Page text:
Over the past five years, it has become a rite as ho-hum and predictable as the annoying Christmas jingle and a pre-Boxing Day sale. It’s December, so Montreal Alouettes quarterback Anthony Calvillo must be contemplating retirement.
For the 40-year-old’s wife and children, it’s threatening to turn into an inside joke, as the man himself said: “At this point, they’re basically just letting me talk.”
Well, the conversation – monologue, really – was an abbreviated one this year.
Though pro football’s all-time leading passer seriously considered hanging up his cleats two seasons ago, the thought didn’t cross his mind this time around.
And so it is that Calvillo will return for a 20th professional season – No. 13 announced his plans for 2013 on Dec. 13, as one would.
He said the decision was reached in the aftermath of Montreal’s loss to the Toronto Argonauts in last month’s East Division final.
“I knew right away that I wanted to come back,” he said.
That’s good news for the Alouettes. Despite his advancing age, Calvillo is showing little evidence of an incipient decline, passing for 31 touchdowns and more than 5,000 yards in 2012 – a CFL-record seventh time he has done so.
He was intercepted 14 times, put together a string of eight consecutive 300-yard passing performances, led his team to a first-place finish and earned his fifth all-CFL nod in the process.
Newly-minted offensive co-ordinator Pat Meyer let it slip in a radio interview on Wednesday that the pivot would play another year.
Spilling palace secrets is frowned upon in the Alouettes organization, but this one was a minor sin. It was apparent from the off Calvillo would come back – after the season, head coach Marc Trestman opined, his quarterback put together his best year since 2008, when Trestman arrived in Montreal.
The decision, then, is a positive one for the As, who for the first time in recent memory won’t be the favourites to win the East when the season starts (that mantle now shifts to the Grey Cup champion Toronto Argonauts).
But it will almost certainly cost Montreal the man considered by many as their quarterback of the future: long-time backup Adrian McPherson is slated to become a free agent in February. At 29, it would be a surprise if he doesn’t seek a starting job elsewhere.
And if McPherson does leave, whoever replaces him on the depth chart had best be patient, Calvillo is plainly salivating at the prospect of going into 2013 with a healthy cadre of complementary players – receivers Jamel Richardson, S.J. Green and Brandon London are all under contract, while running back Brandon Whitaker, a free-agent-to-be, is recovering from knee surgery but hopes to be back by mid-summer.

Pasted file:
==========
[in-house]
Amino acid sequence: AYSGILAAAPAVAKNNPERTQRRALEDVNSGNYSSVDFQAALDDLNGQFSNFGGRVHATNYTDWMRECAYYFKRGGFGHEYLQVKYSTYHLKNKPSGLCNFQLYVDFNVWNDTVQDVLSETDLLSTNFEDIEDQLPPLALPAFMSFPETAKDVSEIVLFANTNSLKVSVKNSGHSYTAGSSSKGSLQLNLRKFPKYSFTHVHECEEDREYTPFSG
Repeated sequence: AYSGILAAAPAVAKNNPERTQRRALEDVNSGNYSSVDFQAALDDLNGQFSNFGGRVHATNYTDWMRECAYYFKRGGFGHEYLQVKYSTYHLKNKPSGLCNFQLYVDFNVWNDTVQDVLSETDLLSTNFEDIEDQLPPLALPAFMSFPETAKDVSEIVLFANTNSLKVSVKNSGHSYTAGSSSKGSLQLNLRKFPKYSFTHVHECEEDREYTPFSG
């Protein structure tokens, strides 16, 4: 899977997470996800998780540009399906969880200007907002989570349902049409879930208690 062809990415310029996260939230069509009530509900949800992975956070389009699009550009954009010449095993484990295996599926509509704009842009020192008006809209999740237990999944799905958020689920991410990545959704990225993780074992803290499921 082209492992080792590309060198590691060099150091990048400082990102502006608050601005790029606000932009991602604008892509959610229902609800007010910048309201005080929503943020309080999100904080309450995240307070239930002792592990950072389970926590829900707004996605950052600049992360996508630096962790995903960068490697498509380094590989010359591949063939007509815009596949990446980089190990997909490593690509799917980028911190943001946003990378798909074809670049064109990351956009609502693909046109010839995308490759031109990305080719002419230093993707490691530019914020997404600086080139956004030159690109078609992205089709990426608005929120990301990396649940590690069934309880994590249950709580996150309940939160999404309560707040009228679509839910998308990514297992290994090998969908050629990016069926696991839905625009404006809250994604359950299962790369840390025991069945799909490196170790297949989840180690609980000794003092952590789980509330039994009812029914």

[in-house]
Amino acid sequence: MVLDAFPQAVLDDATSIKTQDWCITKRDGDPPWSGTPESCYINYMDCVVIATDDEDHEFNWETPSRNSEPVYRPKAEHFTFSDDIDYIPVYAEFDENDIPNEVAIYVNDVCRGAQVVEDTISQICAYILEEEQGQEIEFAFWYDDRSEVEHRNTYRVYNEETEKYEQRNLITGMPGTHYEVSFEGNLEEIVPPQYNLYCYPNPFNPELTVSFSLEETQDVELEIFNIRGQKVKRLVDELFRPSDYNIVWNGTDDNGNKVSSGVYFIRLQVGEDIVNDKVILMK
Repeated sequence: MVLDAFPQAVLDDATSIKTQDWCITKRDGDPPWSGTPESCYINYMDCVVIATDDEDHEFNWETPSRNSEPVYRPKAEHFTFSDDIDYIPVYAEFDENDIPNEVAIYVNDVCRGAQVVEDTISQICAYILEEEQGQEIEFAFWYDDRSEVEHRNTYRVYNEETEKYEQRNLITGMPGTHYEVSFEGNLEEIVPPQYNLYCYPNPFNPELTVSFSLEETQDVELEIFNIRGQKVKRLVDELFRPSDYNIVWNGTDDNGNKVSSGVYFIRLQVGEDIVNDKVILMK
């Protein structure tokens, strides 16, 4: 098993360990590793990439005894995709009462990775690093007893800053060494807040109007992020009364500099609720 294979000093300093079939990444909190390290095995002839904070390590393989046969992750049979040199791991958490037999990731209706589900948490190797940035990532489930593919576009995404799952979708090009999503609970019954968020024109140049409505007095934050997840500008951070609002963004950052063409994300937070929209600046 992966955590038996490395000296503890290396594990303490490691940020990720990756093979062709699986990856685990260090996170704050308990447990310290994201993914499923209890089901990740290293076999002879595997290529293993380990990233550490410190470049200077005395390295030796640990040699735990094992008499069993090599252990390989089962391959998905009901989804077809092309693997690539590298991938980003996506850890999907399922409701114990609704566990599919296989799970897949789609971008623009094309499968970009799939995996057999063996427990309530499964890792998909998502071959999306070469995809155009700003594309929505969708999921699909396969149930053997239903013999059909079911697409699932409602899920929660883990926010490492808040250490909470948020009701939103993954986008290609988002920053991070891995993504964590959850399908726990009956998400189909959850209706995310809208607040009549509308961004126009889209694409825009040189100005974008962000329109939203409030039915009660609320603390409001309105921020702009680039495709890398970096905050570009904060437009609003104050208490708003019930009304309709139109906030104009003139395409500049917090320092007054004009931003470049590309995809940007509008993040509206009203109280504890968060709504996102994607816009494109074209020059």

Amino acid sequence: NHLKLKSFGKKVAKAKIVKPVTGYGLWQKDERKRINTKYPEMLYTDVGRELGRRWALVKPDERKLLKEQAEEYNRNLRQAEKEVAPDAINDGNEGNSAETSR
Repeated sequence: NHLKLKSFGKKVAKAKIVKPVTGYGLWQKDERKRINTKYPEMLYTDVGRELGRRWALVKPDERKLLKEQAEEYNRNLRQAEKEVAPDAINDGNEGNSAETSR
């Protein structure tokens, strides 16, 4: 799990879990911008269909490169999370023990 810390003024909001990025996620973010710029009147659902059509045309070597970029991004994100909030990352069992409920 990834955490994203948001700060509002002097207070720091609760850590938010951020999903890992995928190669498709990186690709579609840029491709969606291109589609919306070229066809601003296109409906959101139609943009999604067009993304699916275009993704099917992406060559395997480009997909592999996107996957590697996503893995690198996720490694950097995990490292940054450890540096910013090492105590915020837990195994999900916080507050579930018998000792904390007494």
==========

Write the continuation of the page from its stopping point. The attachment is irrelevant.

“One of the reasons I keep coming back is I know we’re going to be competitive,” Calvillo said. “I just wouldn’t come back if I didn’t feel I could help this team win a championship. I wouldn’t.”
The off-season regimen Calvillo turned to in his mid-30s has helped him stave off the ailments of age – though he’s recovering from surgery to repair a small labrum tear in his non-throwing shoulder, he missed no games through injury in 2012 – and he will once again turn to his “career-extender” this winter.
If there’s a sense the Als have unfinished business on the field, having lost home playoff games in 2011 and 2012, there is also a little bit of history to consider.
Calvillo already owns most of professional football’s quarterbacking records, he enters 2013 just of out of reach of another one – he needs 60 touchdown passes to surpass Brett Favre’s mark of 508.
It’s doubtful Calvillo can set a new record in one season, but seeing as he’s signed a two-year contract (the second is an option year, so his family can expect another retirement talk next winter) don’t count him out.
While records are nice, they aren’t the reason Calvillo keeps coming back, winning is.
The California native has a 3-5 record in Grey Cup games, and badly wants to get closer to .500. This past season marked the first time since Calvillo became the Alouettes’ starter that the team has gone consecutive years without making it to the championship game.
Never let it be said this is not an intensely competitive man.
“I want to stay on top,” Calvillo said, “and the only way I know to do that is to challenge myself.”